About 1th Sonata: 1st movement
It is a composition consisting of four movements. It ends with a funeral march. The first half, Allegro con fuoco, begins with a theme that starts twice from tied octaves of the left hand and is completed by the other hand. The octaves of the left hand seem to come from thedarkness of the depths of the soul. The keyboard is almost entirely touched and the sound is majestic. The character of this theme with the relative material is very intense and lends itself to different interpretative cuts. The second theme, in total opposition to the first, is of character, sweet, persuasive and takes up the Wagnerian concept of infinite melody where the conclusion of the musical phrase and the beginning of the next one coincide, thus making possible a virtually endless melody. It will not be the only time that Scriabin will take up Wagnerian concepts. Moreover,certain themes of the Soviet composer's music are also similar to those of the German musician. The atmosphere becomes agitated and a part that closes the exhibition that has a clear orchestral as well as piano character. The texture of this part in fact calls loudly the multi-stringed part of the orchestra where there are parts that increase to reinforce the musical discourse but remain static in their note height. Exactly the opposite of the beginning. This section is in major key and appears as a proclamation of a triumph. The first part is repeated and the central moment of time that is the development begins. The orchestral writing above is taken up again at the centre of the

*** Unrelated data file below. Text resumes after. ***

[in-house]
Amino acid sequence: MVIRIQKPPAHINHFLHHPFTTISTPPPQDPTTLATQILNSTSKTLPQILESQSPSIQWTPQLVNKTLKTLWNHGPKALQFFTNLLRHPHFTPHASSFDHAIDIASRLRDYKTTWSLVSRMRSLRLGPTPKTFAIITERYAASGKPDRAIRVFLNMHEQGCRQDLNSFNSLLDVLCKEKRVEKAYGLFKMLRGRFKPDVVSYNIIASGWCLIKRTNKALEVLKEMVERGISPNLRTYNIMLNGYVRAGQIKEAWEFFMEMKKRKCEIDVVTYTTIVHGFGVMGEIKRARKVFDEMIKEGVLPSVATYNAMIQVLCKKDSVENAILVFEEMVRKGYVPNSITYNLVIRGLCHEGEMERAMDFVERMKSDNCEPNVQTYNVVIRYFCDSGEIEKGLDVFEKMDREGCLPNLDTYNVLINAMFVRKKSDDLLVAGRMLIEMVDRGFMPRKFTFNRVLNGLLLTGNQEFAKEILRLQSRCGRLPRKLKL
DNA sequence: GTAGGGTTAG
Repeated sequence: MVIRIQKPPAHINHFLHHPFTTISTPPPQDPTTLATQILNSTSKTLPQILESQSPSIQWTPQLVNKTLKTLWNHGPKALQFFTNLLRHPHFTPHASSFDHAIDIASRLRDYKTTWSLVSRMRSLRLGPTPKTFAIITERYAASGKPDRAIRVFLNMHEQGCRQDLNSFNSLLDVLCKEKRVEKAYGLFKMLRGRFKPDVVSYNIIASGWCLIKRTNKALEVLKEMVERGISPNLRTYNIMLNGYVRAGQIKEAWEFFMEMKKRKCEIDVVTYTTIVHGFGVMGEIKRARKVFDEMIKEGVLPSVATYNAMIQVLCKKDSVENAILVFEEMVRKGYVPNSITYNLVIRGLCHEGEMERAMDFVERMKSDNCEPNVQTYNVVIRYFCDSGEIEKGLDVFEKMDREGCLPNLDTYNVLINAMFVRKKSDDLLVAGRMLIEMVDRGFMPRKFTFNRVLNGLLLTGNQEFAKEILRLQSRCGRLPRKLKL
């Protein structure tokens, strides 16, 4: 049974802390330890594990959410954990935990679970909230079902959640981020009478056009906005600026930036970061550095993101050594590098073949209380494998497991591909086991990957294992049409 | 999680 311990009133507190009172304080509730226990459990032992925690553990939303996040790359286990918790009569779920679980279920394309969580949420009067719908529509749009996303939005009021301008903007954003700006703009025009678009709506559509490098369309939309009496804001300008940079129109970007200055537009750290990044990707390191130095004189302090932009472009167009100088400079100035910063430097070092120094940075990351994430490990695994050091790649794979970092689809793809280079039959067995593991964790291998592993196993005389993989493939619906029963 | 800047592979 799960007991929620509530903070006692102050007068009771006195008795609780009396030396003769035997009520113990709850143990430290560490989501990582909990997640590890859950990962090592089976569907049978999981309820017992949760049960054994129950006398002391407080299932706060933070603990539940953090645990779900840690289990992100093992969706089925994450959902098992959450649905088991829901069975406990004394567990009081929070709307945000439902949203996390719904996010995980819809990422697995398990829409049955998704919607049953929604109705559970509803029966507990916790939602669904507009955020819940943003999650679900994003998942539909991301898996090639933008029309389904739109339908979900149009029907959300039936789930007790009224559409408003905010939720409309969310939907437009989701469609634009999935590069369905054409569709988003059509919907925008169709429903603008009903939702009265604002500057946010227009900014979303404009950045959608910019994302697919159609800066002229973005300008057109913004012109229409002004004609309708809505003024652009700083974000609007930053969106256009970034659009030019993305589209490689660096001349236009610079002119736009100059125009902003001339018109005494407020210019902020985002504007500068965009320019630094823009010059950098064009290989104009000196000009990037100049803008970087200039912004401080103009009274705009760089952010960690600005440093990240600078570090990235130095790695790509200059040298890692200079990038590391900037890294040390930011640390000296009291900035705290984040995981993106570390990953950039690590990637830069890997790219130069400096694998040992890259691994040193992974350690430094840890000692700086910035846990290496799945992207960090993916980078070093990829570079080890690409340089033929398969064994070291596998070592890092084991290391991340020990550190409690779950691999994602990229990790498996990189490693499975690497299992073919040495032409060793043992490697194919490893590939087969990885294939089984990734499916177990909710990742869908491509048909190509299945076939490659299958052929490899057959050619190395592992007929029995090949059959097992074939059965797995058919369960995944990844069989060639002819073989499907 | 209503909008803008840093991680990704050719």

development, subsequently giving the start to a moment that darkens the whole to give rise to the first theme of the beginning which then gives rise to the second theme this time exposed with a conspicuous chordal mass. Curious that here, in the second theme, there is no dynamic indication. It would seem, as written, to have to play it with a great intensity of sound but in fact this is not the case. You play it agogically fluctuating with time as you did the first time it appeared that the theme of the infinite melody. The "triumphal section", so to speak, reappears and contracts by turning off the song that hints at the same notes as the beginning of the funeral march (even if it ends in the last F major chord). This appears as an obscure omen or as a fixed and ineluctable component of the whole Sonata.